02:35:12.079040 IP 192.168.159.1.51358 > 192.168.159.128.80: S 3067739367:3067739367(0) win 8192 <mss 1460,nop,wscale 2,nop,nop,sackOK>
E..4/.@................P.......... .................
02:35:12.079513 IP 192.168.159.1.51358 > 192.168.159.128.80: . ack 4028188194 win 16425
E..(/.@................P......F"P.@)..........
02:35:12.080541 IP 192.168.159.1.51358 > 192.168.159.128.80: P 0:282(282) ack 1 win 16425
E..B/.@...
............P......F"P.@)....GET / HTTP/1.1
Host: 192.168.159.128
User-Agent: Mozilla/5.0 (Windows NT 6.1; rv:17.0) Gecko/20100101 Firefox/17.0
Accept: text/html,application/xhtml+xml,application/xml;q=0.9,*/*;q=0.8
[root@myvm1 ~]#

You can modify the output you see above of http traffic, as per your needs with grep,cut,sort,uniq,etc .

Like for example you can get all the user agents using the same above command from http traffic. And also sort it to find the no of requests from various browsers as shown below.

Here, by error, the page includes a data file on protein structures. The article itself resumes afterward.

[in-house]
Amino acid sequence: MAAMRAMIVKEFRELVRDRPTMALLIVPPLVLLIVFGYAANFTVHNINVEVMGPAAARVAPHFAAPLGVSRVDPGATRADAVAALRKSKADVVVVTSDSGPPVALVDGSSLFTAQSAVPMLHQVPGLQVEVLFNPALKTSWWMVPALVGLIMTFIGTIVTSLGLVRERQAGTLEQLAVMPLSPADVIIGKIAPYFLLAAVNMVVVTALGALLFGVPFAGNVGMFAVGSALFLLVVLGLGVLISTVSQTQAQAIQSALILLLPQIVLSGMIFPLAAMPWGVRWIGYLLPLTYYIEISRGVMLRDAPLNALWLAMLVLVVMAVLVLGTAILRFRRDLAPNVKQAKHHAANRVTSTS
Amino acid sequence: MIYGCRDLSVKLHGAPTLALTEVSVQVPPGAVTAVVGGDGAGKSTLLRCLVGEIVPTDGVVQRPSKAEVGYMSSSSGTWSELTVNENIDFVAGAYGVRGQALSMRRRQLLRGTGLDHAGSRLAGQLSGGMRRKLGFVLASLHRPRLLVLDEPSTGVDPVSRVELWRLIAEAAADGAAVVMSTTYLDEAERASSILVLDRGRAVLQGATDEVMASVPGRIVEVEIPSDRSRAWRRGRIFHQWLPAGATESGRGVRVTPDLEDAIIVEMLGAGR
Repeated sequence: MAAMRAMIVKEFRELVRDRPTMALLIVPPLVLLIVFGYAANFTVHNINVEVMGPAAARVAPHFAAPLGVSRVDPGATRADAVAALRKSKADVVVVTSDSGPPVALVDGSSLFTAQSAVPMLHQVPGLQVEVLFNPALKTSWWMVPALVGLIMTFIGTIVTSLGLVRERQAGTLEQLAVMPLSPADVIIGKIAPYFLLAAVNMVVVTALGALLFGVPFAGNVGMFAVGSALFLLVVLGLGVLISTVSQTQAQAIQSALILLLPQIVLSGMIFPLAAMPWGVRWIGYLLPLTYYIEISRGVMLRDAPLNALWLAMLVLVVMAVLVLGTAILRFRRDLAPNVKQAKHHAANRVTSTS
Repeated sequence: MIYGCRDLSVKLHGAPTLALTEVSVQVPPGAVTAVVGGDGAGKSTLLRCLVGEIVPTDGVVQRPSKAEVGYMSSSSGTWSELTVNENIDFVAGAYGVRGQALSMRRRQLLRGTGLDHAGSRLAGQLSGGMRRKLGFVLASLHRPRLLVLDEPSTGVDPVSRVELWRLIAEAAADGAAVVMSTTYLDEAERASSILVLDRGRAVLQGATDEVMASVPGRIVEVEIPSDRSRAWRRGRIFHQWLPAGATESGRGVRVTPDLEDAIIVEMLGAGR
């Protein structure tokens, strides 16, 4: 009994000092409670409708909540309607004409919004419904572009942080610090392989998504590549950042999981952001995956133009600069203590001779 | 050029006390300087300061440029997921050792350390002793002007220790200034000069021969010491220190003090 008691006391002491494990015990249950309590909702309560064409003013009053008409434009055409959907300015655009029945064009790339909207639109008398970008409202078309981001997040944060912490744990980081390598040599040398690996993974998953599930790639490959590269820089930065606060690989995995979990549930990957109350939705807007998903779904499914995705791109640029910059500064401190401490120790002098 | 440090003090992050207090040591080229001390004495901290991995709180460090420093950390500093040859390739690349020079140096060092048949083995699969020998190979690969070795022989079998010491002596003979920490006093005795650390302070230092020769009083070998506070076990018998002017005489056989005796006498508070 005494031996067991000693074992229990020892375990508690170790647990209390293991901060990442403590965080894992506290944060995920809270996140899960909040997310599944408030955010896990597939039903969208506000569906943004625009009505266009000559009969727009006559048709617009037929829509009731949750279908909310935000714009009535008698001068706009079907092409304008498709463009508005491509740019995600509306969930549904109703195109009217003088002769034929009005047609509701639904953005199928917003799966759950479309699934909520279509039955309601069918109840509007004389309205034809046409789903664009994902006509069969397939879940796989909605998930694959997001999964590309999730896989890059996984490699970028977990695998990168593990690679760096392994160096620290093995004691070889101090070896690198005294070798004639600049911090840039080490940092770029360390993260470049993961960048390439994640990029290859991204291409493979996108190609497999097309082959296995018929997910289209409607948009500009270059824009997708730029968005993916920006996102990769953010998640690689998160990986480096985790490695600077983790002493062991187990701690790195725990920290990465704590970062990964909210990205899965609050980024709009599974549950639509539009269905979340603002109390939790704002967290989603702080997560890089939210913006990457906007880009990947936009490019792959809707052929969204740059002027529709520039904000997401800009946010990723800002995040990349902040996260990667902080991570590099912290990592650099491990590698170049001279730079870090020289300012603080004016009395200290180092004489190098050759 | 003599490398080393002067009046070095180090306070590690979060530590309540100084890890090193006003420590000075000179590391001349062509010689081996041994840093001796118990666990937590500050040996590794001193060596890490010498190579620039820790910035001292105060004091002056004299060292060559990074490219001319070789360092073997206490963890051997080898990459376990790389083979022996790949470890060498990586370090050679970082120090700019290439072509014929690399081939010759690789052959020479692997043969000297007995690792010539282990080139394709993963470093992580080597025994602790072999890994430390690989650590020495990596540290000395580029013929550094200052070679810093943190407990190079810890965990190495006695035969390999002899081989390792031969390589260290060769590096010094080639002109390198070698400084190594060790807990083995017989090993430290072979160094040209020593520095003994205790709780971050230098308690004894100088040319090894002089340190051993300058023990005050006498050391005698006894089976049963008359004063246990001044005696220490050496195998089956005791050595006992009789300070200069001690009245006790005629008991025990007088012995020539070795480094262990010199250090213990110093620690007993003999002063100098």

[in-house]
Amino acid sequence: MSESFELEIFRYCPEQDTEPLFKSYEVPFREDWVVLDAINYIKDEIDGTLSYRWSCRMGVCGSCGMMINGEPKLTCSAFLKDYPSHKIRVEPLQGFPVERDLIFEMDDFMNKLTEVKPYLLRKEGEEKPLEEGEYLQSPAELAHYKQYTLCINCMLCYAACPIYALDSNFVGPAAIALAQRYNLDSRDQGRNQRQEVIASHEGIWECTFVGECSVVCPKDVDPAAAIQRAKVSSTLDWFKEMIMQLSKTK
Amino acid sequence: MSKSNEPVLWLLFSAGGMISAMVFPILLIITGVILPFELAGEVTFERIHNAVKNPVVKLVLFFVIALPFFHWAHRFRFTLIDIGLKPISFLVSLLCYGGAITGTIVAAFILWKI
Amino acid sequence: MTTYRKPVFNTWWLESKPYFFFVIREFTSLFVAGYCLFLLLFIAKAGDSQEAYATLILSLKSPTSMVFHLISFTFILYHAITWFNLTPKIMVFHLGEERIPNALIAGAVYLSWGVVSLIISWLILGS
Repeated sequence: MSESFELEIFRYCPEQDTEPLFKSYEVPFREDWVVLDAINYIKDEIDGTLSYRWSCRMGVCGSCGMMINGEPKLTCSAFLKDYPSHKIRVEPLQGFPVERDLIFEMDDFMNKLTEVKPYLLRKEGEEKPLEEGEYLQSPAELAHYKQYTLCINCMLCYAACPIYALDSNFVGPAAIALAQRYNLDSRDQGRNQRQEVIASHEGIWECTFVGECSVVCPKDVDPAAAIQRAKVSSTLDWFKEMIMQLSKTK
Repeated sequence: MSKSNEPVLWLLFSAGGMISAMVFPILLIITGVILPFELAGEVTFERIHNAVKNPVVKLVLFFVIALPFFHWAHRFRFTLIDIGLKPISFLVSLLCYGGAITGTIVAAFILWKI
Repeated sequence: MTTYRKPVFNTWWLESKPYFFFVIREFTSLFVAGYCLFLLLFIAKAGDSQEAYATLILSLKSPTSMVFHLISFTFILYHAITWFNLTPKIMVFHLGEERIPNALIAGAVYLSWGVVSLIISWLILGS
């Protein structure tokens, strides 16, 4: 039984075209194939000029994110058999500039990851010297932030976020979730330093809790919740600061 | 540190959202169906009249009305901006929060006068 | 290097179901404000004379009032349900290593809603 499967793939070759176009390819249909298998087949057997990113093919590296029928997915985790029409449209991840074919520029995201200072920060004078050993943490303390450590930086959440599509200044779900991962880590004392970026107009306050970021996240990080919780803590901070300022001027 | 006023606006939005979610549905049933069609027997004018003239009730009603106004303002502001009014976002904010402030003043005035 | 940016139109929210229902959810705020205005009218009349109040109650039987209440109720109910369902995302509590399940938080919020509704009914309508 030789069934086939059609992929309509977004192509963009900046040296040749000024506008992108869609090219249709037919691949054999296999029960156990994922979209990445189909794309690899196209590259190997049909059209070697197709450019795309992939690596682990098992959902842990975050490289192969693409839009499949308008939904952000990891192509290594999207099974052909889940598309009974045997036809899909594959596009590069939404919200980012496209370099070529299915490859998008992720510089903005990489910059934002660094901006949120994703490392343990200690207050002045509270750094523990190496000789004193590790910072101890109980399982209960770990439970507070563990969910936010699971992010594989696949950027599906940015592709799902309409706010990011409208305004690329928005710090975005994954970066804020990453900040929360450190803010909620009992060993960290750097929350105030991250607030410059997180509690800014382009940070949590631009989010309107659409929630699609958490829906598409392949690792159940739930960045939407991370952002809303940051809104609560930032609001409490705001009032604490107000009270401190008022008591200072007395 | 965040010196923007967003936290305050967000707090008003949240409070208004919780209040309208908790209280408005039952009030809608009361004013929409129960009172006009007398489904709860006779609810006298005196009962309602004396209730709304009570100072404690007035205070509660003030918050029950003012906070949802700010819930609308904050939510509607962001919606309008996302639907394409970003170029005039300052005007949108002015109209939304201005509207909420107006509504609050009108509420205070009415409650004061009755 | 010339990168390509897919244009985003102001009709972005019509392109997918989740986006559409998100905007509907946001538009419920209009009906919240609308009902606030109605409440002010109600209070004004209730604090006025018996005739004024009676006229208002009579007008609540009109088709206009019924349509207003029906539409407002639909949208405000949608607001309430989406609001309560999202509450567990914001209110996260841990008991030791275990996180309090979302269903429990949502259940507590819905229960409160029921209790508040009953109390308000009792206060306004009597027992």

[root@myvm1 ~]# tcpdump -Ann -r traffic.pcap 'port 80' | grep -Ei 'user-agent' | head -10
reading from file traffic.pcap, link-type LINUX_SLL (Linux cooked)
User-Agent: Mozilla/5.0 (Windows NT 6.1; rv:17.0) Gecko/20100101 Firefox/17.0
User-Agent: Mozilla/5.0 (Windows NT 6.1; rv:17.0) Gecko/20100101 Firefox/17.0
User-Agent: Mozilla/5.0 (Windows NT 6.1; rv:17.0) Gecko/20100101 Firefox/17.0
User-Agent: Mozilla/5.0 (Windows NT 6.1; rv:17.0) Gecko/20100101 Firefox/17.0
User-Agent: Mozilla/5.0 (Windows NT 6.1; rv:17.0) Gecko/20100101 Firefox/17.0
User-Agent: Mozilla/5.0 (Windows NT 6.1; rv:17.0) Gecko/20100101 Firefox/17.0